Higher Ed Is Stoking the Flames of the War on History

On July 4 at Mt. Rushmore, President Trump praised Walt Whitman, Mark Twain, and Louis Armstrong; it was a significant political and cultural speech, comparable to Trump’s speech extolling Western civilization at Warsaw in 2017. Trump also ordered a federal project called the Garden of National Heroes, mandating the artwork to be classical and “not … Continue reading “Higher Ed Is Stoking the Flames of the War on History”


Fall 2020: The Semester of Isolation

Universities’ frantic struggles to create fall semester plans that bring students back to campus often hinge on social distancing. While students are excited about the promise of an on-campus fall, many detailed university plans have made it clear that freshman year will hardly resemble the bustling experience it was before. Instead, strict social distancing standards … Continue reading “Fall 2020: The Semester of Isolation”


Social Justice Revisionism Comes for Washington and Lee

In the fall of 2018, the trustees of Washington and Lee University voted to paper over parts of the university’s history. On the recommendations of Washington and Lee’s “Commission on Institutional History and Community,” the board voted to close off the Recumbent Statue of Robert E. Lee in the university chapel that bears his name … Continue reading “Social Justice Revisionism Comes for Washington and Lee”


Liberty University: A Cautionary Tale

A recent cascade of investigative reporting on the shady business dealings of Jerry Falwell Jr. has raised some troubling questions about the controversial evangelical figure and his vision for Liberty University, the conservative Christian institution he has led for more than a decade. Reports from Politico and Reuters, with university staff and administrators as sources, … Continue reading “Liberty University: A Cautionary Tale”


Did You Know? An Anti-Poverty Program Sent Funds to 33 Well-Off College Towns

“Opportunity zones,” defined by a 2017 law, are poor areas targeted by the federal government for economic investment. In a study by the Brookings Institution, researchers discovered that money intended for economically struggling areas was funneled to college towns instead. Though college towns have many unemployed, poor adults—known as students—they don’t tend to be economically … Continue reading “Did You Know? An Anti-Poverty Program Sent Funds to 33 Well-Off College Towns”


Title IX Administers Another Flogging to Campus Free Speech

When Congress wrote the 1972 amendments to the Education Act, it meant to prevent colleges and universities that received federal money from discriminating against students based on sex. Title IX states that schools lose eligibility for federal money if they discriminate against either men or women. Over the years, federal courts have expanded and contorted … Continue reading “Title IX Administers Another Flogging to Campus Free Speech”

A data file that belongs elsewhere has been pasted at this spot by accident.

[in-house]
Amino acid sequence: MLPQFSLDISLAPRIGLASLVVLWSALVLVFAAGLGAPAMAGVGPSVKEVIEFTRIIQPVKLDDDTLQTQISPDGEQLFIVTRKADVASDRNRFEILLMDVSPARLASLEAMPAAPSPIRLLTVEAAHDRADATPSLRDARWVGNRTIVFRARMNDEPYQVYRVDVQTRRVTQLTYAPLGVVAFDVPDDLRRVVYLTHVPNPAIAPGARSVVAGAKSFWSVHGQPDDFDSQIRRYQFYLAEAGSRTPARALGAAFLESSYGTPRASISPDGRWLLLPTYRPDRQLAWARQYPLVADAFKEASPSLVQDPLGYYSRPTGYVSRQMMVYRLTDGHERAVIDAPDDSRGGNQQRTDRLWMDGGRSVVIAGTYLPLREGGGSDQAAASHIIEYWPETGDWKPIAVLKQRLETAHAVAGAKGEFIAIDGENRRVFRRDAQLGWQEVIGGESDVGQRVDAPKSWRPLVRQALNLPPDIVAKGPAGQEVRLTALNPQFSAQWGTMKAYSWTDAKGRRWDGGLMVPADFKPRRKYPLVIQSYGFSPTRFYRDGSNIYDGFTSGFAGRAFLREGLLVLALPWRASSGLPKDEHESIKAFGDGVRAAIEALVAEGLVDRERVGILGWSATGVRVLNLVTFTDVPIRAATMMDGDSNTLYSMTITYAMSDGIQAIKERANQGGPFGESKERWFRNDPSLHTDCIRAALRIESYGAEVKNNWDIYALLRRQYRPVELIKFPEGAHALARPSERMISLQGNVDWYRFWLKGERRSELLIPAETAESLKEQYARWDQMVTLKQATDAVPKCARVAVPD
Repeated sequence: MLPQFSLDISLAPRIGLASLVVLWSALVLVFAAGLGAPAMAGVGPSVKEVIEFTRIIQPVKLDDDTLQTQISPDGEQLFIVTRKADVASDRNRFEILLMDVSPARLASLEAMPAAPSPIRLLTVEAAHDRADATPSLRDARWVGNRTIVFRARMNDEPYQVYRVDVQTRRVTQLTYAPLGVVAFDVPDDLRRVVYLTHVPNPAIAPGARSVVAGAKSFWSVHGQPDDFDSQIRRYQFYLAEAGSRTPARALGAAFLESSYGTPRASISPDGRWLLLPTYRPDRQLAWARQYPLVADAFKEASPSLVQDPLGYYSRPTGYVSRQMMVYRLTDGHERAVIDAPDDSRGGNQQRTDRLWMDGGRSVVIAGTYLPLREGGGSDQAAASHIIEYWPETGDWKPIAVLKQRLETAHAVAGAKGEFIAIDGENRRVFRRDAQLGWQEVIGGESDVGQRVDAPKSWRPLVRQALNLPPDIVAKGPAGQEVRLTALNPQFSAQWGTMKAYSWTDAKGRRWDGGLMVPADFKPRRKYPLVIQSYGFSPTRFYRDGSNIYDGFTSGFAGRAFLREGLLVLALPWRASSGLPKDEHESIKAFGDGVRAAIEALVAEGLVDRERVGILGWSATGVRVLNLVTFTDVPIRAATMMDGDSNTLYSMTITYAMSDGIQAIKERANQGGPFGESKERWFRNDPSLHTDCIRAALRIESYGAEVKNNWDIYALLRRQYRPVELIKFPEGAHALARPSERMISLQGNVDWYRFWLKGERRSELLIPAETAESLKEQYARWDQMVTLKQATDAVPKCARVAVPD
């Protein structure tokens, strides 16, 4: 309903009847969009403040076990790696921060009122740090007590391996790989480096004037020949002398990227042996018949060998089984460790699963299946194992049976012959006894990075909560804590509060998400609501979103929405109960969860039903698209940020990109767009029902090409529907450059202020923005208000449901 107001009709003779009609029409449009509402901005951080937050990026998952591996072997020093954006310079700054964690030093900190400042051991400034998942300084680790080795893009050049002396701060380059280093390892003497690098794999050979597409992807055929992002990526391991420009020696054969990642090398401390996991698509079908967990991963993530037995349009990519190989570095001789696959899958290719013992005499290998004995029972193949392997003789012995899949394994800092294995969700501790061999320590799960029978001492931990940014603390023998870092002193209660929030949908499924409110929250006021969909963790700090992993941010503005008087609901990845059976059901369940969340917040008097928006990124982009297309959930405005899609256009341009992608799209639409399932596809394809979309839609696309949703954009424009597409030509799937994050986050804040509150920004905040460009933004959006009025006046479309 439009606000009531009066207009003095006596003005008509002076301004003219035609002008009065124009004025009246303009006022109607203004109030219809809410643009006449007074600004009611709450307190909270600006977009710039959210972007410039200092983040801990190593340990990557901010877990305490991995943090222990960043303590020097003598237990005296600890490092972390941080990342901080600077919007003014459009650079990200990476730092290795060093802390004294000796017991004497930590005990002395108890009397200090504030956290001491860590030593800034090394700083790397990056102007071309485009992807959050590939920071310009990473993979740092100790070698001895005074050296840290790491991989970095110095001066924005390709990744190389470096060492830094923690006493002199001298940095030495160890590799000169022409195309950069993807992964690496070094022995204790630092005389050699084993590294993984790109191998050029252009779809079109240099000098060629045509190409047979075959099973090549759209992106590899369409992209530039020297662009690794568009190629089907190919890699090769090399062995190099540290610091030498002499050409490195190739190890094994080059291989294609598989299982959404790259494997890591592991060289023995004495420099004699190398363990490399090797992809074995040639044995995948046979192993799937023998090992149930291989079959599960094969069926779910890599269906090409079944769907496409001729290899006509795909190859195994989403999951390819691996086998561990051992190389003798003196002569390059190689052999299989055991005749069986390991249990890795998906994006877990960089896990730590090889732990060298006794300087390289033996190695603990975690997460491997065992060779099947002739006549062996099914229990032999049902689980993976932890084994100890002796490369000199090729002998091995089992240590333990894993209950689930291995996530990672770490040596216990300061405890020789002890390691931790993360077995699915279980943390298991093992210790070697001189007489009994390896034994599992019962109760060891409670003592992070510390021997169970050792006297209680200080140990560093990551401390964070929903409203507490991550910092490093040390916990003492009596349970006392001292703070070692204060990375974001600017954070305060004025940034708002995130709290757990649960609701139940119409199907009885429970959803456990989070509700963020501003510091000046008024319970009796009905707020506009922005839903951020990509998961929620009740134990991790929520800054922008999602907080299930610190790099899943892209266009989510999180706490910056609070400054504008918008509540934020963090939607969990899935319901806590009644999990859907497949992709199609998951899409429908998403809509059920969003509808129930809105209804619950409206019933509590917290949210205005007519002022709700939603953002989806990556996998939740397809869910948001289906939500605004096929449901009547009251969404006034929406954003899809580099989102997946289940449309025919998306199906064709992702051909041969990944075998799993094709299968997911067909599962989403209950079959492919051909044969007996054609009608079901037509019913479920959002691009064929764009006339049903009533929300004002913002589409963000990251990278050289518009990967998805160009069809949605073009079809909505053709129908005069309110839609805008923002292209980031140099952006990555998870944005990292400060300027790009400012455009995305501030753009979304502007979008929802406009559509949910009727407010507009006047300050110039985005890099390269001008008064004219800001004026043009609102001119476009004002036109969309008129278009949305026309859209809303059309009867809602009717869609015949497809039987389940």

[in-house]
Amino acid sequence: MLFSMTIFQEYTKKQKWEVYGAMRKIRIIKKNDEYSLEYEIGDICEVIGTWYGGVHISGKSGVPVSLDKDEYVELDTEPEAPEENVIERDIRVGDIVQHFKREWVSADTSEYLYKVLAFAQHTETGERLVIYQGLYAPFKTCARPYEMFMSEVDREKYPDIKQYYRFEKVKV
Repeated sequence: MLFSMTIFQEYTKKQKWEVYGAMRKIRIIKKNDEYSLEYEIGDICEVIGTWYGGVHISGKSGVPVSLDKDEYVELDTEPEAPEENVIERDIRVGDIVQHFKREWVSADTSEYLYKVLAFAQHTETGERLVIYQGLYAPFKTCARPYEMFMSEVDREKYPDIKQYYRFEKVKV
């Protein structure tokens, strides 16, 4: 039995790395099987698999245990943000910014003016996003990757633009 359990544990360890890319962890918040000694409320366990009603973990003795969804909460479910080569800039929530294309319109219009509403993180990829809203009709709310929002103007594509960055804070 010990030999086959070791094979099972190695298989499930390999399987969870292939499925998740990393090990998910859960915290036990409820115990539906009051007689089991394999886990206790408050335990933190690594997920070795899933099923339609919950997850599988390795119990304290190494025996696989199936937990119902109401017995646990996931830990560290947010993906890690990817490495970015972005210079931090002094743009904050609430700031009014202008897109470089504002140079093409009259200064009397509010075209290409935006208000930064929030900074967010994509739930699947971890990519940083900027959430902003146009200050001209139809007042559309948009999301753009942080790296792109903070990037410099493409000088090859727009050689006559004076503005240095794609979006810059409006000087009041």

From Diverse Professors to Professors of Diversity

Ever since Justice Powell’s lone opinion in Bakke allowed the camel’s nose of “diversity” under the anti-discrimination tent, controversy has raged over preferential treatment awarded to college applicants of certain races. Just as hurricanes often change direction after landfall, the diversity movement has recently taken off in some surprising new directions that deserve public attention. … Continue reading “From Diverse Professors to Professors of Diversity”


The Fight Being Waged on the Academic Battlefield

The violent events in Charlottesville, Virginia in 2017 have fueled a deep-seated leftist desire to re-write American history. Demands to topple statues, remove portraits, rename buildings, and repudiate founders—all in an effort to cleanse any objectionable reality from our history—have reached a fever pitch. The parallel to George Orwell’s 1984 is unmistakable. Orwell wrote: “Who … Continue reading “The Fight Being Waged on the Academic Battlefield”


The Trouble with eBooks and Digital Reading

The cost of college textbooks has increased at an alarming rate. According to the College Board, the average student spends more than $1,200 on books and materials each year. The proposed solution—advocated by universities and reformers alike—is a switch to eBooks and online course materials. But new evidence suggests that we should consider that switch … Continue reading “The Trouble with eBooks and Digital Reading”


The University of Virginia in an Uproar Again—Over a Single Faculty Hire

With the memory of last August’s violent alt-right protest and counter-protest still raw, the University of Virginia is again under siege. The new invasion actually began a few weeks ahead of schedule. “As grim anniversary nears,” the Chronicle of Higher Education began its coverage in late July, and Inside Higher Ed also emphasized “the approaching … Continue reading “The University of Virginia in an Uproar Again—Over a Single Faculty Hire”